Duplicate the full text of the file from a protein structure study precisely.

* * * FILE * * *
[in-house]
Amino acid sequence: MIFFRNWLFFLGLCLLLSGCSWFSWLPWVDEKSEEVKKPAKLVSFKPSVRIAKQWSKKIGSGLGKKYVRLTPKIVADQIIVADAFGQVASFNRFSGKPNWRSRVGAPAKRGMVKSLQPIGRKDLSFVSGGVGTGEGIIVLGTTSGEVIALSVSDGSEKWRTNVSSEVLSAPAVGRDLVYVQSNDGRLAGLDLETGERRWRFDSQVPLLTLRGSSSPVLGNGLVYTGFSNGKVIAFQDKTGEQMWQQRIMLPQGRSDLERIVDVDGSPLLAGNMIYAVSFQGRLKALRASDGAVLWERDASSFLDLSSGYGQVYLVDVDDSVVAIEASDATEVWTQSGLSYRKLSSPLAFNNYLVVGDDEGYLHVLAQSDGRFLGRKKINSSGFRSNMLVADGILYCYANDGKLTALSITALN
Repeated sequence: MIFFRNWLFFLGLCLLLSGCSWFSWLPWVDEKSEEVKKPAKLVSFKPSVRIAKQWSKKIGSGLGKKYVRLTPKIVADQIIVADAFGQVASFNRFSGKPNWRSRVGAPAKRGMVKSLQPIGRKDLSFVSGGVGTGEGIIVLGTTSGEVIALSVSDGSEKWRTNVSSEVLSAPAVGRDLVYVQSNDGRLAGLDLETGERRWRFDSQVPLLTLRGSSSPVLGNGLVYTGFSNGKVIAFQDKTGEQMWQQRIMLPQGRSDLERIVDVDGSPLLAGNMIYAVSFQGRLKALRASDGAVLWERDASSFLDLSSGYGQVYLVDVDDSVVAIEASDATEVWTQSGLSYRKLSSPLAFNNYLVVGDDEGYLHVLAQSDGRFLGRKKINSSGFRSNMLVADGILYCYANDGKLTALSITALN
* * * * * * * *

[in-house]
Amino acid sequence: MIFFRNWLFFLGLCLLLSGCSWFSWLPWVDEKSEEVKKPAKLVSFKPSVRIAKQWSKKIGSGLGKKYVRLTPKIVADQIIVADAFGQVASFNRFSGKPNWRSRVGAPAKRGMVKSLQPIGRKDLSFVSGGVGTGEGIIVLGTTSGEVIALSVSDGSEKWRTNVSSEVLSAPAVGRDLVYVQSNDGRLAGLDLETGERRWRFDSQVPLLTLRGSSSPVLGNGLVYTGFSNGKVIAFQDKTGEQMWQQRIMLPQGRSDLERIVDVDGSPLLAGNMIYAVSFQGRLKALRASDGAVLWERDASSFLDLSSGYGQVYLVDVDDSVVAIEASDATEVWTQSGLSYRKLSSPLAFNNYLVVGDDEGYLHVLAQSDGRFLGRKKINSSGFRSNMLVADGILYCYANDGKLTALSITALN
Repeated sequence: MIFFRNWLFFLGLCLLLSGCSWFSWLPWVDEKSEEVKKPAKLVSFKPSVRIAKQWSKKIGSGLGKKYVRLTPKIVADQIIVADAFGQVASFNRFSGKPNWRSRVGAPAKRGMVKSLQPIGRKDLSFVSGGVGTGEGIIVLGTTSGEVIALSVSDGSEKWRTNVSSEVLSAPAVGRDLVYVQSNDGRLAGLDLETGERRWRFDSQVPLLTLRGSSSPVLGNGLVYTGFSNGKVIAFQDKTGEQMWQQRIMLPQGRSDLERIVDVDGSPLLAGNMIYAVSFQGRLKALRASDGAVLWERDASSFLDLSSGYGQVYLVDVDDSVVAIEASDATEVWTQSGLSYRKLSSPLAFNNYLVVGDDEGYLHVLAQSDGRFLGRKKINSSGFRSNMLVADGILYCYANDGKLTALSITALN